Constantin Pilavios was born in Greece in 1984 to a French mother and a Greek television producer father; the camera is an extension of himself from an early age. He completed his film studies at Brockwood Park School in Englant before directing at the age of 18 his first short film: The Monkey’s Paw (2002).
In 2007, he filmed What is that? (Τι είναι αυτό;) which he published on Youtube in 2008; the video reached over 4.9 million views.
His career was launched.
At 37, Constantin has directed more than 13 short films as well as numerous documentaries and commercials.
- Do you remember the first movie you made?
I do actually yes, but, before making my, let’s say “first edited short film” I made lots of attempts with childhood friends to make home movies. I think my first attempt was a pretty long film that I even remember writing the screenplay for with my friend Nikos. We started making the movie and then my little camera came in contact with some seawater and stopped working. Going back to my “first edited short film”, I made it in 1999 while at school in England. It was a great experience which I still remember dearly. It’s called A Staff’s Nightmare.
- What’s it like to be a filmmaker based in Athens during a pandemic?
To be honest I’ve been one of the lucky ones to have been working full time throughout this pandemic and for me, it hasn’t felt any different than before. The only difference might be that most of the pre-productions take place inside a video conference done at home.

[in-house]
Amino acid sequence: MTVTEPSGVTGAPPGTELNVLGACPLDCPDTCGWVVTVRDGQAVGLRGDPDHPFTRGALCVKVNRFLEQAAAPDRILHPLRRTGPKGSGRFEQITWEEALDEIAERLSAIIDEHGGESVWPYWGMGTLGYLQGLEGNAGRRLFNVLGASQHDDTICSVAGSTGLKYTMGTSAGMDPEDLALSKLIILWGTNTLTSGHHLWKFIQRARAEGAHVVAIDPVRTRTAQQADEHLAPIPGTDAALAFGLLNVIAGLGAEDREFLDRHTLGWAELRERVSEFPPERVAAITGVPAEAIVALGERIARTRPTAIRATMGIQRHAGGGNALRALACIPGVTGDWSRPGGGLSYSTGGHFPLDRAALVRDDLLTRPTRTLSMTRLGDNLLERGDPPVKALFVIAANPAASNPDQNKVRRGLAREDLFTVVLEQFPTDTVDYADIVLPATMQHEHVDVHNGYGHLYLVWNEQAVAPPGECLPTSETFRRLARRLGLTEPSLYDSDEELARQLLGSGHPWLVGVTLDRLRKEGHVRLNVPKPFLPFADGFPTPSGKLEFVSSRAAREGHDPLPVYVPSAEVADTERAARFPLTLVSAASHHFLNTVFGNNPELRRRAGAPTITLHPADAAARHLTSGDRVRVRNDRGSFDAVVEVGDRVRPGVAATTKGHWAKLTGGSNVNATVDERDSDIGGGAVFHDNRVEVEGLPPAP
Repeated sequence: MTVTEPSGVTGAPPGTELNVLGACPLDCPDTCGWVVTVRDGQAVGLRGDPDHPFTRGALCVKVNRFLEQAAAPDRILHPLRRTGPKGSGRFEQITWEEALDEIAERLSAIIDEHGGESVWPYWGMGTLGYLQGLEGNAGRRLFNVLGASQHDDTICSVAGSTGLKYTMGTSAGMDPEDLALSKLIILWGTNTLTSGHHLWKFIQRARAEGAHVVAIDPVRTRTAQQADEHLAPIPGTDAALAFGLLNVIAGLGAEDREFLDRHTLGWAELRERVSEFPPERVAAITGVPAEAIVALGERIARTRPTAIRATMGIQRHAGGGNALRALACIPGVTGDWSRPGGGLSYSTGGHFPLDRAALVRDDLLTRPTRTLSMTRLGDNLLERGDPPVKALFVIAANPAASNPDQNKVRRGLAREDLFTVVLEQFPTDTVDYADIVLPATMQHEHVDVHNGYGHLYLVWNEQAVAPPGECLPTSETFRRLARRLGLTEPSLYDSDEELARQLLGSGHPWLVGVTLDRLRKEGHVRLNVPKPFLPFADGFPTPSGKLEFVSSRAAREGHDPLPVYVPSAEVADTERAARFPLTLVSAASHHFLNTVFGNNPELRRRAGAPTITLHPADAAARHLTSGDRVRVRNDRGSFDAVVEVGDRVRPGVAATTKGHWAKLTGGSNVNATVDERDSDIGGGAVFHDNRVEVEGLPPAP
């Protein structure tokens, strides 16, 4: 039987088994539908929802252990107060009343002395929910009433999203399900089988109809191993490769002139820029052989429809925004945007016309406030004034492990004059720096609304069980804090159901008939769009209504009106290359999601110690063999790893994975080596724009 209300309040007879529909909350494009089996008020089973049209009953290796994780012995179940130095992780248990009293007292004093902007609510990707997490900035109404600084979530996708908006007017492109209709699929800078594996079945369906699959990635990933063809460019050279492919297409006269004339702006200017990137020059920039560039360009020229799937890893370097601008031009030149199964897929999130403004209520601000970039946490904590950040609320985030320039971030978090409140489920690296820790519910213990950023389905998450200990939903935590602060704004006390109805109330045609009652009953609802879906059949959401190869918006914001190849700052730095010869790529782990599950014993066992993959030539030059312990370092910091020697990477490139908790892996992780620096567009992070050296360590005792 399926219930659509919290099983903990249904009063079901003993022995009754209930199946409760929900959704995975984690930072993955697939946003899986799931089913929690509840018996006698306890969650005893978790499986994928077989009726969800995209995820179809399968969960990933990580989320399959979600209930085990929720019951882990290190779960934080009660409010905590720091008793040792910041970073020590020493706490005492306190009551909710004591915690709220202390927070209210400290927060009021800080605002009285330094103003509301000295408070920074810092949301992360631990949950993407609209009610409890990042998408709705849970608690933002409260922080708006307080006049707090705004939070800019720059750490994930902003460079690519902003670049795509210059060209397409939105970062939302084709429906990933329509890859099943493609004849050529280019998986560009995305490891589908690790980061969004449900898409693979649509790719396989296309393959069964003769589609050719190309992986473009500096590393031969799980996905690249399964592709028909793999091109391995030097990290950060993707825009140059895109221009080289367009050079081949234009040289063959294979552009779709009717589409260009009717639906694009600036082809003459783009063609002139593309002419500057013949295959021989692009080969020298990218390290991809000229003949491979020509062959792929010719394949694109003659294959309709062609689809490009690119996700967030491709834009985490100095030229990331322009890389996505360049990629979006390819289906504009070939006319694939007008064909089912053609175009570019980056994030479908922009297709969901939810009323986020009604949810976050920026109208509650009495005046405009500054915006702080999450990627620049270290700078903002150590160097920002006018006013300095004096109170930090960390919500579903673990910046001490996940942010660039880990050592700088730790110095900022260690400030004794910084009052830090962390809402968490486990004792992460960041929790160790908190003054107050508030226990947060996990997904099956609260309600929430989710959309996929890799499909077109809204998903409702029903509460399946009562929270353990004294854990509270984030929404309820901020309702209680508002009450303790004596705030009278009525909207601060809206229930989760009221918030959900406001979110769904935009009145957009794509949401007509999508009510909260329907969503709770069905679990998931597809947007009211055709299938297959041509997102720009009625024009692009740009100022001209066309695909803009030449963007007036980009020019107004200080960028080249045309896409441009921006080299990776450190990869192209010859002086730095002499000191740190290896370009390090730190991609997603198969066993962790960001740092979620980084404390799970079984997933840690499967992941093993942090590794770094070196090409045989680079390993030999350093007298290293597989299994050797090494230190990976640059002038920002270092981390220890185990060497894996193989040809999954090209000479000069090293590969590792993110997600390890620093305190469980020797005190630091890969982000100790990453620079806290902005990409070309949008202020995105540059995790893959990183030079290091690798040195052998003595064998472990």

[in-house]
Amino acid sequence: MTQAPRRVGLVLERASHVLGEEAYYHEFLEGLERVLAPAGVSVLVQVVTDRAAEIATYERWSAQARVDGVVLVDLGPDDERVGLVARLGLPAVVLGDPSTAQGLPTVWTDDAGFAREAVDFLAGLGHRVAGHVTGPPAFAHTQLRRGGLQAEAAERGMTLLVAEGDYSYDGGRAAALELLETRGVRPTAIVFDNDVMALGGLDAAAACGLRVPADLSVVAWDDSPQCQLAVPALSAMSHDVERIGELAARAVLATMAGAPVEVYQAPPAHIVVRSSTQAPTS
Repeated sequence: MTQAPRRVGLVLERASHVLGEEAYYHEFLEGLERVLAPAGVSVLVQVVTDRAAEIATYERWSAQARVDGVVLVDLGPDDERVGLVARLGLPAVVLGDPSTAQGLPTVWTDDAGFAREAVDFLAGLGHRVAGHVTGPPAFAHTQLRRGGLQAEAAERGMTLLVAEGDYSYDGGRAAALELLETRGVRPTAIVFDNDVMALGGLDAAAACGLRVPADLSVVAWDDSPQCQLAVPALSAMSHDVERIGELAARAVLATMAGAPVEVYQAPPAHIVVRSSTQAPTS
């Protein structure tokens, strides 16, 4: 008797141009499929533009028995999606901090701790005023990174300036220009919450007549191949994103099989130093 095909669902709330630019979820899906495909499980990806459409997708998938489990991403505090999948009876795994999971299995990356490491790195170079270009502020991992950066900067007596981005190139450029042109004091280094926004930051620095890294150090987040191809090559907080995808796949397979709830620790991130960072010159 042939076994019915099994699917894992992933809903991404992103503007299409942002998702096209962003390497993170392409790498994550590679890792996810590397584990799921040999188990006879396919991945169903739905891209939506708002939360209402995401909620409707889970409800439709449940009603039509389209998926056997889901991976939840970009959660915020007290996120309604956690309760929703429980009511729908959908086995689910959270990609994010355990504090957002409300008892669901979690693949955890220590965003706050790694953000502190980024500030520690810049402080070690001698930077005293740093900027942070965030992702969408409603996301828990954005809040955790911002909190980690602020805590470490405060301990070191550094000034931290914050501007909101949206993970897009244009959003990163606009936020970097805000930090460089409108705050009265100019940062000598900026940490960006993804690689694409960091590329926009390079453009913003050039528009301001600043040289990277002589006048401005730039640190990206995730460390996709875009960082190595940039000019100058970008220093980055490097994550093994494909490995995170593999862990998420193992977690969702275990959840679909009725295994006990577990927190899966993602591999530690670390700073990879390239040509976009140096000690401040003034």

But, most of my fellow colleagues really had a hard time in the first 4 months of the lockdown here in Greece. There were no laws for filmmaking and we didn’t really know where all this is going… not that we do now but some have accepted it.
Now, most of my colleagues film Theatre Plays, which have no other way than video to reach their audiences. A lot of foreign productions are currently produced in Greece right now and the government is trying (badly) to support art workers.
Actors and performers in general are the ones taking the big hit.
- Your latest project is a series of people in your life called Those Who Are. Is this a tribute to the people you love?
It started in December 2017 as I following my friend George around Amsterdam and Antwerp. When my fiancée and I went to Istanbul in November 2019 for the second time, instead of taking photos I chose to shoot a video. Then the idea of giving it a similar title really brought about a kind of series. I had lots of ideas to follow other people around, like couriers, chefs, etc, but the pandemic kind of put these plans on hold. So, it started as a tribute to people I love and kind of went to a tribute to people who just… are.
- What inspires you?
I draw most of my inspiration from stories that involve people and their coexistence. I started with stories about families and now I think it’s time to move to stories about humans living. I can’t really say I get inspired by other directors or producers, but I do get jealous, in a good way, when they create amazing films.
- How do we make a 4.9 million views video?
Funny story there… I never wanted to make a film to receive views. I just wanted to tell a story about a father and a son. I don’t think there is a recipe for views. Views don’t matter. You could make a video about a cat riding a robotic vacuum cleaner while dressed as a shark, receive millions of views, offer millions of laughs but, what good does that do? How does it bring about change?
If one creates something that surfaces from his inside, is viewed by 10 people and it speaks to the insides of just 1 person, causing them to change or evolve, I think that is worth more than 1 million views.